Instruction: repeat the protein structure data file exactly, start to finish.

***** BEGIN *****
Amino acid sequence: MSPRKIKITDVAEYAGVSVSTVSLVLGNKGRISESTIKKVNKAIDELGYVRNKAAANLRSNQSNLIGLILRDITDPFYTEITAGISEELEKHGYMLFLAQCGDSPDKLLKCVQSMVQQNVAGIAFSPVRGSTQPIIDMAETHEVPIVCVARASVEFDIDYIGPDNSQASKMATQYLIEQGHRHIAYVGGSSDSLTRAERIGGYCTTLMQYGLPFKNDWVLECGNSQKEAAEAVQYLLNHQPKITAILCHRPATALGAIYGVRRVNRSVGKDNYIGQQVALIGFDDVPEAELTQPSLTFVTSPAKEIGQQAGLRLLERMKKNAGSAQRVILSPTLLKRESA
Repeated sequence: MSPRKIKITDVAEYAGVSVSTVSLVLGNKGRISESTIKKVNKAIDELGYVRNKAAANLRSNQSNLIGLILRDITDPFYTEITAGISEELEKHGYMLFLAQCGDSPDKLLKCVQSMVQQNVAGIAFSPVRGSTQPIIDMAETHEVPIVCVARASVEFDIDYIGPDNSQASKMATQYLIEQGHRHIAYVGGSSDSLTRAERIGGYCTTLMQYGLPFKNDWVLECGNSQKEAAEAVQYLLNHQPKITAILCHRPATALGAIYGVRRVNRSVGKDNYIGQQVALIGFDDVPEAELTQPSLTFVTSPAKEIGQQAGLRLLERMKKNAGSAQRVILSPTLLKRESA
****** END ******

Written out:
Amino acid sequence: MSPRKIKITDVAEYAGVSVSTVSLVLGNKGRISESTIKKVNKAIDELGYVRNKAAANLRSNQSNLIGLILRDITDPFYTEITAGISEELEKHGYMLFLAQCGDSPDKLLKCVQSMVQQNVAGIAFSPVRGSTQPIIDMAETHEVPIVCVARASVEFDIDYIGPDNSQASKMATQYLIEQGHRHIAYVGGSSDSLTRAERIGGYCTTLMQYGLPFKNDWVLECGNSQKEAAEAVQYLLNHQPKITAILCHRPATALGAIYGVRRVNRSVGKDNYIGQQVALIGFDDVPEAELTQPSLTFVTSPAKEIGQQAGLRLLERMKKNAGSAQRVILSPTLLKRESA
Repeated sequence: MSPRKIKITDVAEYAGVSVSTVSLVLGNKGRISESTIKKVNKAIDELGYVRNKAAANLRSNQSNLIGLILRDITDPFYTEITAGISEELEKHGYMLFLAQCGDSPDKLLKCVQSMVQQNVAGIAFSPVRGSTQPIIDMAETHEVPIVCVARASVEFDIDYIGPDNSQASKMATQYLIEQGHRHIAYVGGSSDSLTRAERIGGYCTTLMQYGLPFKNDWVLECGNSQKEAAEAVQYLLNHQPKITAILCHRPATALGAIYGVRRVNRSVGKDNYIGQQVALIGFDDVPEAELTQPSLTFVTSPAKEIGQQAGLRLLERMKKNAGSAQRVILSPTLLKRESA